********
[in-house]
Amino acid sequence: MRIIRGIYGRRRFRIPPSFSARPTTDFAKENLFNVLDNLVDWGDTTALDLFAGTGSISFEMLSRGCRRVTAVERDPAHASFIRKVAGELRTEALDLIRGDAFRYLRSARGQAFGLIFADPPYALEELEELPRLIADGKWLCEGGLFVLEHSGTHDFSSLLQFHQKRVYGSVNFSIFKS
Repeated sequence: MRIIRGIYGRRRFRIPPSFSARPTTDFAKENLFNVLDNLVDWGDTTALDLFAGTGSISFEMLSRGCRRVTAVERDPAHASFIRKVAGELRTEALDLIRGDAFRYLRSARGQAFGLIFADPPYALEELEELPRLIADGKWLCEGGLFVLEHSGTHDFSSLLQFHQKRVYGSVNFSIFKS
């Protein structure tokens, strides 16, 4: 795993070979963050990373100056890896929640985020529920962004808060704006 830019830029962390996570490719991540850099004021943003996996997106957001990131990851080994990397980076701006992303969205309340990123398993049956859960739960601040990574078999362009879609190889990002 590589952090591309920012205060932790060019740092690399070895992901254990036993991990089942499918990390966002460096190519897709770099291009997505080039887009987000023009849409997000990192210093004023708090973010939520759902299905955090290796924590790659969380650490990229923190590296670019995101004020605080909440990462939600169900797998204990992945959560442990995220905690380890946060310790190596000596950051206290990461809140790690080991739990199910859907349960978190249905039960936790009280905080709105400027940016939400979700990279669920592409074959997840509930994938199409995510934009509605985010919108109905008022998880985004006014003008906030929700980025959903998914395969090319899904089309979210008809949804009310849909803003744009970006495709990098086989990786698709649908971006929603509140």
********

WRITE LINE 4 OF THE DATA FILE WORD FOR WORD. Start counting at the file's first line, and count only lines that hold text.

């Protein structure tokens, strides 16, 4: 795993070979963050990373100056890896929640985020529920962004808060704006 830019830029962390996570490719991540850099004021943003996996997106957001990131990851080994990397980076701006992303969205309340990123398993049956859960739960601040990574078999362009879609190889990002 590589952090591309920012205060932790060019740092690399070895992901254990036993991990089942499918990390966002460096190519897709770099291009997505080039887009987000023009849409997000990192210093004023708090973010939520759902299905955090290796924590790659969380650490990229923190590296670019995101004020605080909440990462939600169900797998204990992945959560442990995220905690380890946060310790190596000596950051206290990461809140790690080991739990199910859907349960978190249905039960936790009280905080709105400027940016939400979700990279669920592409074959997840509930994938199409995510934009509605985010919108109905008022998880985004006014003008906030929700980025959903998914395969090319899904089309979210008809949804009310849909803003744009970006495709990098086989990786698709649908971006929603509140």